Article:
Check out the library's in-house archives and special collections department for primary sources for materials dating back to the 1860s!

    What are secondary sources?

    Secondary sources are second-hand accounts. These sources did not directly witness what happened or participate in an event. For example, visitors to the Corvette Museum learn about the sinkhole that happened there in 2014. They share their knowledge with friends and family because they learned about it *from a primary source*, which is the museum.

    For additional information, check out this guide:

    The Library has two departments with resources available that are considered primary sources.

    1) Archives & Special Collections

    2) Government Documents

    Katie Murrell Library is a congressionally designated depository for U.S. Government documents. 

    For assistance with Government Documents in the library, contact Amelia Thomas at or click this link for the Government Documents LibGuide, which has more information on this department.

    Open Access Journals - a newer peer-reviewed source

    Open access journals (OAJs) are journals that are freely available on the internet. You don't need a special membership or subscription to access the research available in them. OAJs are usually peer-reviewed, so they are also a great spot to find peer-reviewed sources

    The Directory of Open Access Journals is a free, online database available to connect you with over 300 open access journals from around the world and in many subjects.

    Here are some examples of subject-specific open access journals that you can use for your research!

    Need one in a subject not listed here? Email the Library for assistance!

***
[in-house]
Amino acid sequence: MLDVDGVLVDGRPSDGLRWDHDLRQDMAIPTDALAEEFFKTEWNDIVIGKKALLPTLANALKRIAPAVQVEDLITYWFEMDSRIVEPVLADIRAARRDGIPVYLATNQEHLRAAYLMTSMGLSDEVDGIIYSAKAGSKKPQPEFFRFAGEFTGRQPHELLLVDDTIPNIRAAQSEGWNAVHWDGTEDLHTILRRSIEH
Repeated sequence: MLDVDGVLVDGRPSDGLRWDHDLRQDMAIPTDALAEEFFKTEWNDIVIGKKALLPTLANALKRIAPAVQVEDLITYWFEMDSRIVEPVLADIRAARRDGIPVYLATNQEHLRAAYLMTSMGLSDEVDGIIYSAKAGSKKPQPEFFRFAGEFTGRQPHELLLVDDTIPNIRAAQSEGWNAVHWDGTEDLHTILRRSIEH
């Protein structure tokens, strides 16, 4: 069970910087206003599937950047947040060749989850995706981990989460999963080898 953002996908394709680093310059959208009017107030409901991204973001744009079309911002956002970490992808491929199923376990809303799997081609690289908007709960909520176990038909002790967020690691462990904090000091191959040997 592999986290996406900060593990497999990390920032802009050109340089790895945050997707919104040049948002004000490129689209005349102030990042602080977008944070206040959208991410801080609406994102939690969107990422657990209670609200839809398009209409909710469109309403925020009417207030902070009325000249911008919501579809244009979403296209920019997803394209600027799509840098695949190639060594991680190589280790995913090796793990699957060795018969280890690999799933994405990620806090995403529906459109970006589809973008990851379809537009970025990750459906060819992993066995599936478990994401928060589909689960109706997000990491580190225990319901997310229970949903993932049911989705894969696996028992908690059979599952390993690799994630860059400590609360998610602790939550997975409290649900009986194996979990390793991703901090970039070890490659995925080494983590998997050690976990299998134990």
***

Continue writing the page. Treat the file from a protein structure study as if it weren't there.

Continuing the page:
CRAAPO Test

    Need help remembering what to look for? Think CRAAPO! CRAAPO is an acronym and by breaking it down, you'll see how you can find relevant resources for your needs every time.

    C Currency How recent was the information published?
    Has it been updated or revised recently?
    Are the links functional?
    R Relevancy Is the content related to your topic?
    Is it at an appropriate reading level?
    Who is the audience?
    Would you be comfortable using this source?
    A Authority Who is the author, publisher, source, and/or sponsor?
    What are author's credentials?
    Can you contact someone about the source?
    What does the URL reveal (.org, .gov, .edu, .com, .net, etc.)?
    A Accuracy
    Are there any spelling or grammar errors?
    Is it unbiased or free of emotion?
    Is there any supporting evidence (e.g., citations)?
    Can you verify the information from another source?
    Has it been reviewed or refereed?
    P Purpose What is the purpose of the source (teach, inform, entertain, persuade, etc.)?
    Are the source's intentions clear?
    Can you tell if the source is a fact, an opinion, or propaganda?
    Are there any ideological, cultural, political, institutional, religious, or personal biases?
    Is the point of view objective and impartial?
    O Objectivity

    Is your source factual?

    Is it from a reputable source?

    Does it have supportive resources (links, bibliographies, etc.) that help support what is being presented?

    Citation: Blakeslee, Sarah (2004) "The CRAAP Test," LOEX Quarterly: Vol. 31 : No. 3 , Article 4. Available at:

    Scholarly Vs Popular

    Scholarly books



    Example Primary Sources

    Woman journaling


    Photographer's camera


    iPhone recording video


    US constitution